Streptococci and enterococci bls 206

of 24 /24
Streptococci and Enterococci

Embed Size (px)

Transcript of Streptococci and enterococci bls 206

  • 1.Streptococci and Enterococci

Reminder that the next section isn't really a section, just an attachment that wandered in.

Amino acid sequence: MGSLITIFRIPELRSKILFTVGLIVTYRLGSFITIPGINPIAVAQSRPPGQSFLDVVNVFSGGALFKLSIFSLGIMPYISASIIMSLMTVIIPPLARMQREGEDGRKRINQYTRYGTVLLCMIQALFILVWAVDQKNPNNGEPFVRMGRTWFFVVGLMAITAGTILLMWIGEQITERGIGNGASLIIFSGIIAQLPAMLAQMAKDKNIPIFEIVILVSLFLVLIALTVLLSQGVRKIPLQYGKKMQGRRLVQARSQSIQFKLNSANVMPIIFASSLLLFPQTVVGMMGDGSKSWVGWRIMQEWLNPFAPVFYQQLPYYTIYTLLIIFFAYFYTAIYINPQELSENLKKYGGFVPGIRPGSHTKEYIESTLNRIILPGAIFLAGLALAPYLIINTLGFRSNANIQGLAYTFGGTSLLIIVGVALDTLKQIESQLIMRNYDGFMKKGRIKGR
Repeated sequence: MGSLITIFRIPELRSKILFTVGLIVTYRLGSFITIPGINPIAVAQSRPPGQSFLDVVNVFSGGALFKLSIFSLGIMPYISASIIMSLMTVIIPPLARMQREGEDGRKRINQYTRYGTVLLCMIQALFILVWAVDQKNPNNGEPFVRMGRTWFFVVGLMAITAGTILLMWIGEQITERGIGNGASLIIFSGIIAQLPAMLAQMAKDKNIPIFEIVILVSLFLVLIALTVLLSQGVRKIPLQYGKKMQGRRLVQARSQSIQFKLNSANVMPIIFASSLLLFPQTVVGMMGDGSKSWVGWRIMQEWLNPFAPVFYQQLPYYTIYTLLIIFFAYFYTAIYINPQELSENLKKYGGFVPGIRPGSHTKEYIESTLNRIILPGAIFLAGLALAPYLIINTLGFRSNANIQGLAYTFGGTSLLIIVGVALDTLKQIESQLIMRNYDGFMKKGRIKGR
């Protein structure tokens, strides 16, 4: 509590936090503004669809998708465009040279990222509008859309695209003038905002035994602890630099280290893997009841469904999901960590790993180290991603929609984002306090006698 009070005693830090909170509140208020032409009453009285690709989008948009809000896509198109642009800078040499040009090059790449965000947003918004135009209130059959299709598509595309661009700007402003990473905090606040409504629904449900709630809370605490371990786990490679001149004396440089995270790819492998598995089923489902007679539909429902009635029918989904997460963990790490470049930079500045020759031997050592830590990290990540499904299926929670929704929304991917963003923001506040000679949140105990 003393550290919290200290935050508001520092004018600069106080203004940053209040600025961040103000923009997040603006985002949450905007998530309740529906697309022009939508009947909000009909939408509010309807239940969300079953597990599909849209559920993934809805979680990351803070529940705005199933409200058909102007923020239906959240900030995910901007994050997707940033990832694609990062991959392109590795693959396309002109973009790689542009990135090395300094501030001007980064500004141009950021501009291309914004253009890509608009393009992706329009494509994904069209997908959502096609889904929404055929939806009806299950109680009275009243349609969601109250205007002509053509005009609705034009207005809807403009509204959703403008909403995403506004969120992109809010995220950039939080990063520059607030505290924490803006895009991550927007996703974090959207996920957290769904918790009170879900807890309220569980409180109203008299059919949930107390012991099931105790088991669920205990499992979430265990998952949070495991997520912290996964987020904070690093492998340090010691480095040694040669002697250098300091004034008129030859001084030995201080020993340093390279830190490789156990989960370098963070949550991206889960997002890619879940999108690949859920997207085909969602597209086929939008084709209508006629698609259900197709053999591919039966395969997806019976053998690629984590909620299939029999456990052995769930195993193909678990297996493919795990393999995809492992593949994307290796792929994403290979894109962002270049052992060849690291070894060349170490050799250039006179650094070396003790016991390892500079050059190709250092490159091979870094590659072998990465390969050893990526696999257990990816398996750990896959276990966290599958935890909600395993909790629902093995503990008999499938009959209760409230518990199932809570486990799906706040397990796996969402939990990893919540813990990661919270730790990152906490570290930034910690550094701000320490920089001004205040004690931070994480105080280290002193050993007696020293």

2. Streptococci/Enterococci - General Description Pyogenic pathogens - nonmotile, catalasenegative, Gram positive cocci in chains Heterogeneous group that cause adiversity of different diseases Enterococci, formerly streptococci,established as separate species based onDNA homology studies 3. Classification Systems for Streptococci Hemolysis on blood agar plates S. pyogenes is hemolytic (complete) Viridans streptococci are hemolytic (incomplete) Enterococci are hemolytic (no hemolysis) Lancefield grouping based on group specific carbohydrateantigens. Most and some hemolytic streptococci canbe typed by this method Biochemical properties Catalase negative, facultative anaerobes 4. Beta HemolysisNote a clear zone of betahemolysiss surrounding theStreptococcus colonieswhen grown on BA 5. Alpha Hemolysis 6. Structural Components of Group AStreptococci 7. Description of Streptococcus pyogenes Structural virulence determinants: M protein - antiphagocytic, rapid multiplication,molecular mimicry Hyaluronic acid capsule - antiphagocytic Heavily encapsulated strains are very mucoid- often associated with rheumatic fever outbreaks Only weakly immunogenic b/o similarity to connective tissue Adhesins to host cells Lipoteichoic acid to fibronectin on epithelial cells Protein F1- facilitates binding to throat and skin via fibronectin 8. Description of Streptococcus pyogenes Enzymes: Streptokinase, hyaluronidase - liquefy tissue Streptolysins (S and O) - lyse host cells SLO - Antigenic used as marker of recent infection Exotoxins: Pyrogenic exotoxins A-C - function assuperantigens producing a sepsis syndrome-Structurally similar to the staphylococcalsuperantigens 9. The Role of M Protein in Disease Antigenic variations in M proteins are used to type Group A streptococci (> 80 types) Pharyngitis and impetigo strains differ in gene sequence Antibody against M protein is durable and protective but is type specific Strains lacking M protein are avirulent M protein is anti-phagocytic, inhibiting activation of complement via the alternate pathway M protein positive strains multiply rapidly in fresh blood 10. Pathogenesis of Streptococcal Pharyngitis Bacteria are spread by droplets or nasal secretions. Crowding increases the risk of spread Strains rich in both M protein and hyaluronate appear to be more easily transmitted Streptococci adhere to epithelial cells using adhesins - protein F1 and lipoteichoic acid Susceptibility to infection is determined by the presence of type-specific antibody to M protein 11. Sputum Gram Stain 12. Description of Streptococcus pneumoniae Gram positive often lancet-shaped diplococci Form hemolytic colonies on blood agarplates Encapsulated - covalently bound topeptidoglycan 90 serotypes, basis for type-specificimmunity 13. Naturally competent - i.e. uptake of nakedDNA Teichoic acid containing phosphorylcholine C- polysaccharide is virtually unique topneumococci Adhesins: choline-binding proteins,pneumococcal surface adhesin A 14. Pathogenesis of Pneumococcal Pneumonia Nasopharyngeal colonization involves twophenotypes opaque and transparent (the latter canpersist) Specific PSA-A and glycoconjugate receptors The capsule is antiphagocytic. Anticapsular antibody is protective. Colonization can lead to formation of typespecificantibody 15. Respiratory infection develops as a result ofaspiration of nasopharyngeal secretions Pneumococci adhere to alveolar type II cells and initiate an inflammatory response The cell wall, rather than the capsule is responsible for the inflammatory response Induction of fluid accumulation, endothelial cell separation/activation, IL-1 release 16. Red hepatization: leakage of RBCs, tissue factor expression, increased procoagulant activity Gray hepatization: WBC recruitment, fibrin deposition. Resolution of pneumonia starts with development of anticapsular antibody If the infection is not contained, the pneumococcus can spread to other sites such as joints or the meninges 17. Spread to the meninges may be via an antecedent CSF leak or through the choroid plexus 18. Prevention of Pneumococcal Disease Rationale: Early South African vaccine studies, Austrian bacteremia data, emerging antimicrobialresistance Types of vaccines Polysaccharide (23 types) - T cell independent Polysaccharide protein conjugate vaccine (7types) T cell dependent, more effective in infants 2years of age